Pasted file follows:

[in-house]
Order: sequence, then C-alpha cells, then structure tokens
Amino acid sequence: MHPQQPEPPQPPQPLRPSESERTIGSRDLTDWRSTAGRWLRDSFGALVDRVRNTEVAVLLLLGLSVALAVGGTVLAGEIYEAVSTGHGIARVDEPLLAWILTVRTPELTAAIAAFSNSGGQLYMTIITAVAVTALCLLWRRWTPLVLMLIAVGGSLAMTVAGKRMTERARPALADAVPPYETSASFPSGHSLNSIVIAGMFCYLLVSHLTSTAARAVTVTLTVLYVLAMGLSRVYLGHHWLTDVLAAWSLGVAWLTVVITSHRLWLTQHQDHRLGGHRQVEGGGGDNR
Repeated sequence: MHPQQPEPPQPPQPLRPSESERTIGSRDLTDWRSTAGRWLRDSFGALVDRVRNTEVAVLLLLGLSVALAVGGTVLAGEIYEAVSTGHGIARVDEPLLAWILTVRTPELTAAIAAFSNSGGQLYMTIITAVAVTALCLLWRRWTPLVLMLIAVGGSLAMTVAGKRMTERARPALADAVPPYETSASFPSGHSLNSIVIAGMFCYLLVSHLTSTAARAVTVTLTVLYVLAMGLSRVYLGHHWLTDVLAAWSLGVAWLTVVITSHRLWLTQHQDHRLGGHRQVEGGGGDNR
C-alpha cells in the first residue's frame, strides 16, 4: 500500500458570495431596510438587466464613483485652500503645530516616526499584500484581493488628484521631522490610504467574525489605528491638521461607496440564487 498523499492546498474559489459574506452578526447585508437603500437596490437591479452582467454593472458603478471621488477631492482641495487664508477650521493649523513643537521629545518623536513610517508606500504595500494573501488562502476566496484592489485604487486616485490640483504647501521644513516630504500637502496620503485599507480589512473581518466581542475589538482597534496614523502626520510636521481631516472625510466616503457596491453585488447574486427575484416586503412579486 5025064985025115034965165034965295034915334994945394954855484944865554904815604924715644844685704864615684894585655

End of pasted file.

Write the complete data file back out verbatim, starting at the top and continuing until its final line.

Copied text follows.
[in-house]
Order: sequence, then C-alpha cells, then structure tokens
Amino acid sequence: MHPQQPEPPQPPQPLRPSESERTIGSRDLTDWRSTAGRWLRDSFGALVDRVRNTEVAVLLLLGLSVALAVGGTVLAGEIYEAVSTGHGIARVDEPLLAWILTVRTPELTAAIAAFSNSGGQLYMTIITAVAVTALCLLWRRWTPLVLMLIAVGGSLAMTVAGKRMTERARPALADAVPPYETSASFPSGHSLNSIVIAGMFCYLLVSHLTSTAARAVTVTLTVLYVLAMGLSRVYLGHHWLTDVLAAWSLGVAWLTVVITSHRLWLTQHQDHRLGGHRQVEGGGGDNR
Repeated sequence: MHPQQPEPPQPPQPLRPSESERTIGSRDLTDWRSTAGRWLRDSFGALVDRVRNTEVAVLLLLGLSVALAVGGTVLAGEIYEAVSTGHGIARVDEPLLAWILTVRTPELTAAIAAFSNSGGQLYMTIITAVAVTALCLLWRRWTPLVLMLIAVGGSLAMTVAGKRMTERARPALADAVPPYETSASFPSGHSLNSIVIAGMFCYLLVSHLTSTAARAVTVTLTVLYVLAMGLSRVYLGHHWLTDVLAAWSLGVAWLTVVITSHRLWLTQHQDHRLGGHRQVEGGGGDNR
C-alpha cells in the first residue's frame, strides 16, 4: 500500500458570495431596510438587466464613483485652500503645530516616526499584500484581493488628484521631522490610504467574525489605528491638521461607496440564487 498523499492546498474559489459574506452578526447585508437603500437596490437591479452582467454593472458603478471621488477631492482641495487664508477650521493649523513643537521629545518623536513610517508606500504595500494573501488562502476566496484592489485604487486616485490640483504647501521644513516630504500637502496620503485599507480589512473581518466581542475589538482597534496614523502626520510636521481631516472625510466616503457596491453585488447574486427575484416586503412579486 5025064985025115034965165034965295034915334994945394954855484944865554904815604924715644844685704864615684894585655